CD Review: Jeff Goldblum & the Mildred Snitzer Orchestra - The Capitol Studios Sessions

Updated: Dec 6, 2018

By Randy Freedman

Tracks

1. Cantaloupe Island

2. Don’t Mess With Mister T

3. My Baby Just Cares For Me

4. Straighten Up and Fly Right

5. Jeff Introduces Sarah Silverman

6. Me and My Shadow

7. Nostalgia in Times Square

8. It Never Entered My Mind

9. Gee Baby (Ain’t I Good To You)

10. I Wish I Knew (How It Would Feel to Be Free)

11.This Bitter Earth

12. Come On-A-My House

13. Caravan

14. Good Nights


Musicians

Piano - Jeff Goldblum

Bass - Alex Frenk

Hammond Organ - Joe Brigg

Drums - Kenny Elliot

Saxophone - James King (Tracks 1,3,5 ,7,14)

Vocals - Haley Reinhart (Tracks 3,9)

Vocals - Imelda May (Tracks 4,11,12)

Vocals - Sarah Silverman and Jeff Goldblum ( Track 5)

Vocals - Sarah Silverman (Track 6)

Trumpet & Flugelhorn - Til Bronner (Tracks 2, 3 ,4, 6, 8, 11, 12,13)

Backing vocals - Alex Frank, James King, Joe Bogg, John Stories, and Kenny Elliot (Track 8)


The recording kicks off with a smoky, slick and joyously infectious version of Herbie Hancock's "Cantalope Island" which offers more than a few moments of real magic most notably some inspiring saxophone playing by James King. Goldblum proves both his steadiness and versatility on the piano as the ensemble keeps a solid beat going during Charles Mingus's "Nostalgia in Times Square". The listening audience has a sense of the joy, satisfaction, relief and accomplishment that the band seems to feel, as though they were all technicians in a lab where a particularly difficult experiment has gone well. For this reviewer some of the best moments of this entire album come on the instrumentals that feature trumpeter Till Brönner. His playing sizzles on a sublime, cinematic, wistful, yet moody version of "Don't Mess With Mister T" and the straight-ahead and swinging “Straighten Up and Fly Right” not only features a tender trumpet lament but also the enlightening vocals of Imelda May. On the Rodgers/Hart classic "It Never Entered My Mind" Brönner's playing is married perfectly to Goldblum’s ivory keys who's piano skills are given an opportunity to shine and it's pure heartbreak. Vocalist Imelda May, who has been compared to Billie Holiday, has a convincing vintage appeal in her voice which is laced with bits of scatting and playing to the audience, allowing the listener to almost imagine her performance without actually having to see it. She seems to have great chemistry with Goldblum, despite her rockabilly roots, and her sultry voice seems very comfortable with jazz on both the Dinah Washington tune "This Bitter Earth" and "Come On- A -My House by Bagdasarian and Saroyan.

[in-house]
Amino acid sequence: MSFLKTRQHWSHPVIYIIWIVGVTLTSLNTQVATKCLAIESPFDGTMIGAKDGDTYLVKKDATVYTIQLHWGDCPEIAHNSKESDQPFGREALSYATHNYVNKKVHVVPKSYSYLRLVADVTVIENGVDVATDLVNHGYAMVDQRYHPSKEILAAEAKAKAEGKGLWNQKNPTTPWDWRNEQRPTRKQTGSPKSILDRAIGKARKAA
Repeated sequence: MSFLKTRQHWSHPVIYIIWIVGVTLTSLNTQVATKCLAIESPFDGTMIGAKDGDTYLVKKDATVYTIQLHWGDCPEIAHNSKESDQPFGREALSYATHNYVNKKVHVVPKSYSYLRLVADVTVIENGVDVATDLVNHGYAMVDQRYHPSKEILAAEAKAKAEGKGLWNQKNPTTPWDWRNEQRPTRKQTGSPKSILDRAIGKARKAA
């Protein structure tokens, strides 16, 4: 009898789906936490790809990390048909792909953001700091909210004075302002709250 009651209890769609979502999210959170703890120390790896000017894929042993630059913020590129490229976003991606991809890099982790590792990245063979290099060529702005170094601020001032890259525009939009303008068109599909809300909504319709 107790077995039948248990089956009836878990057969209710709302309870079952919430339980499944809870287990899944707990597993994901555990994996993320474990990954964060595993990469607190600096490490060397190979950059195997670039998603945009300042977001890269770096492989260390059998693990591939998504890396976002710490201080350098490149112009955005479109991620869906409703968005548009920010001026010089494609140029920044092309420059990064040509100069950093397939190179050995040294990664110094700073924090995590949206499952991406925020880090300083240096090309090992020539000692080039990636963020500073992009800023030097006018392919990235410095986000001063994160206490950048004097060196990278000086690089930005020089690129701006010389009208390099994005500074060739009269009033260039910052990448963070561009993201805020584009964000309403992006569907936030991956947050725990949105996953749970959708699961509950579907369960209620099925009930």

Hailey Reinhart, who placed third on America Idol in 2011, swaps banter with Goldblum in the opening moments of "My Baby Just Cares For Me" and then shows off her impressive vocal phrasing and range when the tune kicks in. Much like the previously discussed May, jazz seems to suit Reinhart very well as she delivers both syrup and brimstone on a show stopping “Gee Baby (Ain’t I Good To You)". Comedic dialog is swapped back and forth between Goldblum and Sarah Silverman, during their tongue in cheek duet on "Me and My Shadow". It's mostly played for laughs, but also features some marvelous harmonies. Silverman offers bawdy ad libs and contemporary references to climate change, which the whopping crowd laps up. Goldblum and Bronner save their best collaboration for last with a brilliant, loose, and exciting reinterpretation of "Caravan" that’s sure to impress even the most hardcore of jazz fans.



With The Capital Studios Sessions, Goldblum and his band consistently deliver a solid listening experience that challenges the widely held notion, that classic jazz songs have been done so many times that a new interpretation of these tunes is impossible.


Having just released his first album at the age of 66, Jeff Goldblum is joyously swimming in the uncharted waters of playing live jazz for audiences in stadium size venues internationally. Yet, Goldblum continues to run his show, his way, according to his own warm, wonderful, internal rhythm. It is the "Goldblumisms" that set his musical appearances apart from others, make them special, and keep the crowds coming back for more. This recording proves that everyone loves Jeff Goldblum.


Chicago freelance writer Randy Freedman is a jazz connoisseur, photographer, food critic, humorist, and devoted music fan. He is a regular contributor to Chicago Jazz Magazine.

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